Pakistan, Sri Lanka to decide on key rates as IMF bailouts hang – report

Borrowing costs hovering at two-decade highs to quell Asia’s fastest inflation rates will be in focus in Pakistan and Sri Lanka, as the crisis-gripped economies review monetary policy settings in decisions seen as key to winning multilateral bailout funds.

The two monetary authorities are likely to take different tracks as price pressures have somewhat eased in Sri Lanka after peaking at nearly 70%, while still on the boil in Pakistan where the central bank advanced the meeting by two weeks to March 2.

State Bank of Pakistan will on Thursday probably increase the target rate by 200 basis points to 19%, according to 28 of 38 economists surveyed by Bloomberg, with the rest expecting even higher increases ranging from 250- to 300-basis points. SBP doesn’t provide a set time for the announcement.

On Friday, the Central Bank of Sri Lanka will probably keep the standing lending facility rate at 15.5% for a fifth straight meeting, according to all eight economists in a Bloomberg survey ahead of the decision at 4:30 p.m. in Colombo. The nation’s benchmark rate is at the highest since 2001, according to central bank data.

The International Monetary Fund’s bailout — $2.9 billion for Sri Lanka and $6.5 billion for Pakistan — if approved will unlock more funding, boost foreign-currency reserves that right now can pay for less than a month of imports, and arrest a deepening turmoil.

But the loans have strings attached, such as ensuring sustainable revenue and enabling market-determined exchange rates that have led to a spate of energy price increases, tax hikes and depreciation in currencies — all of which tend to spur inflation.

Consumer prices in Colombo cooled to 50.6% in February from a year earlier. In Pakistan, price gains quickened to 31.55%, the most since the 1960’s, according to central bank data.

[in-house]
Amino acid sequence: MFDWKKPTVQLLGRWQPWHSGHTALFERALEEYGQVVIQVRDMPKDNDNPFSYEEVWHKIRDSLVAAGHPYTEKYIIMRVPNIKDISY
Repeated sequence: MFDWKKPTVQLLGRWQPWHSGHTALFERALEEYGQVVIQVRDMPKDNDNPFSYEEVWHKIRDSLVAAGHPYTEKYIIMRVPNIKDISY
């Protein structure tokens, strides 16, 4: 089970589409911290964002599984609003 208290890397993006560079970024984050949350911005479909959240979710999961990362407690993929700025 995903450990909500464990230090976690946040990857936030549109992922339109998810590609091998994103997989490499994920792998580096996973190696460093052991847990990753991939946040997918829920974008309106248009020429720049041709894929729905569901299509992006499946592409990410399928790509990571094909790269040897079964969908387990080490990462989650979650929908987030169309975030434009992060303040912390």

“Both Pakistan and Sri Lanka are well behind the inflation curve,” according to Hasnain Malik, a strategist at Tellimer in Dubai. “More rate increases and more fiscal cuts are ahead, which means further pain for the economy is in store.”

Bailout programs of the two countries have been pending for months, and in the case of Pakistan, for years.

Pakistan secured a $1.1 billion IMF loan in August, which was part of a $6.5 billion package approved in 2019. Disagreements over spending plans after last year’s devastating floods and government’s failure to meet loan conditions stalled the program. Reviving the bailout became crucial as the nation teetered on the brink of a default.

What Bloomberg Economics Says…

Pakistan is at serious risk of default. The International Monetary Fund has been dragging its feet on aid for months. And even if the IMF finally comes through, the debt won’t be sustainable unless creditors agree to large write-downs. China, Pakistan’s largest external lender, might have to accept a haircut of as much as $8 billion, by our calculations. That is high unlikely – and shows just how dire the situation is.

An IMF review last month ended without a deal for Pakistan. The government on Tuesday insisted that IMF’s loan review is progressing well and a staff-level agreement can be clinched in the “next few days.”

In the case of Sri Lanka, an IMF staff-level pact for a $2.9 billion loan program was secured at the start of September, with the board originally anticipated to approve the funds by the end of 2022. Authorities have since adjusted expectations to within this quarter.

The main reason for the delay is the absence of a formal assurance from China, also Sri Lanka’s biggest bilateral creditor, that it would support a debt restructuring for the bankrupt island nation.

While crippling supply shortages in Sri Lanka have eased, foreign currency reserves have been inching up and inflation slowing, Sri Lanka needs the IMF bailout to get more funding and turn the corner.

“Just getting into a program is not enough,” said Dhananath Fernando, the head of a Colombo-based economic think tank Advocata Institute. “Sri Lanka can also fall back like Pakistan. It has to bring long term stability and do the reforms.

Source – Bloomberg

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